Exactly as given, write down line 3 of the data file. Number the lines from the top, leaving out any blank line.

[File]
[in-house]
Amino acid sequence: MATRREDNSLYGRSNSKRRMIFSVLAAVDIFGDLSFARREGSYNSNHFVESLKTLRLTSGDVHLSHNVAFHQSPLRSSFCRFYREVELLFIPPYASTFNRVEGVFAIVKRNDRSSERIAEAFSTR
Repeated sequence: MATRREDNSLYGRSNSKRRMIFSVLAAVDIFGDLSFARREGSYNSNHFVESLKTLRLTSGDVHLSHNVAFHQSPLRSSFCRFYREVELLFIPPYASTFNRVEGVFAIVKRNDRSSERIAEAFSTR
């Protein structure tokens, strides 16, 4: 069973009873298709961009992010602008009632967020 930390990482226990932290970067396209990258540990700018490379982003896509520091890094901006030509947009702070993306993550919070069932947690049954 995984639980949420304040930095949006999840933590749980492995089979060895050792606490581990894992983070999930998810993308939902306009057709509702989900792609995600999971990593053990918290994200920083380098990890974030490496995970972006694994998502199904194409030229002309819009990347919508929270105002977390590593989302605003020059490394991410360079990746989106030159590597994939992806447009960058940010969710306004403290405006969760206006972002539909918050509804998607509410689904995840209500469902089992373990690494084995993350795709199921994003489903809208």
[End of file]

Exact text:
Repeated sequence: MATRREDNSLYGRSNSKRRMIFSVLAAVDIFGDLSFARREGSYNSNHFVESLKTLRLTSGDVHLSHNVAFHQSPLRSSFCRFYREVELLFIPPYASTFNRVEGVFAIVKRNDRSSERIAEAFSTR